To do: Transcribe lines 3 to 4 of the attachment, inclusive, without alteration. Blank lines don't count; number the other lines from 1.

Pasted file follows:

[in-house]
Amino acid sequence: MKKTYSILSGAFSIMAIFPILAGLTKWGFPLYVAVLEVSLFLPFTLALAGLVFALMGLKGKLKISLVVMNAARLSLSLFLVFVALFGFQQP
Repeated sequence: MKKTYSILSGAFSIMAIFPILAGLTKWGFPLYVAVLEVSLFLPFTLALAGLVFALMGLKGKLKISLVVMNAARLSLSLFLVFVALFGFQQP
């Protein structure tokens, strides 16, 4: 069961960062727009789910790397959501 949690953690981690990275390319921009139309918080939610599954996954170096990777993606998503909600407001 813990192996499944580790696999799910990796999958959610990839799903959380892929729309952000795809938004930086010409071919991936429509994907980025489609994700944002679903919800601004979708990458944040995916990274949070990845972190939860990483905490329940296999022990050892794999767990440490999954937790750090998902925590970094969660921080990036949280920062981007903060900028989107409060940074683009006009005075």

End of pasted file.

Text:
Repeated sequence: MKKTYSILSGAFSIMAIFPILAGLTKWGFPLYVAVLEVSLFLPFTLALAGLVFALMGLKGKLKISLVVMNAARLSLSLFLVFVALFGFQQP
């Protein structure tokens, strides 16, 4: 069961960062727009789910790397959501 949690953690981690990275390319921009139309918080939610599954996954170096990777993606998503909600407001 813990192996499944580790696999799910990796999958959610990839799903959380892929729309952000795809938004930086010409071919991936429509994907980025489609994700944002679903919800601004979708990458944040995916990274949070990845972190939860990483905490329940296999022990050892794999767990440490999954937790750090998902925590970094969660921080990036949280920062981007903060900028989107409060940074683009006009005075």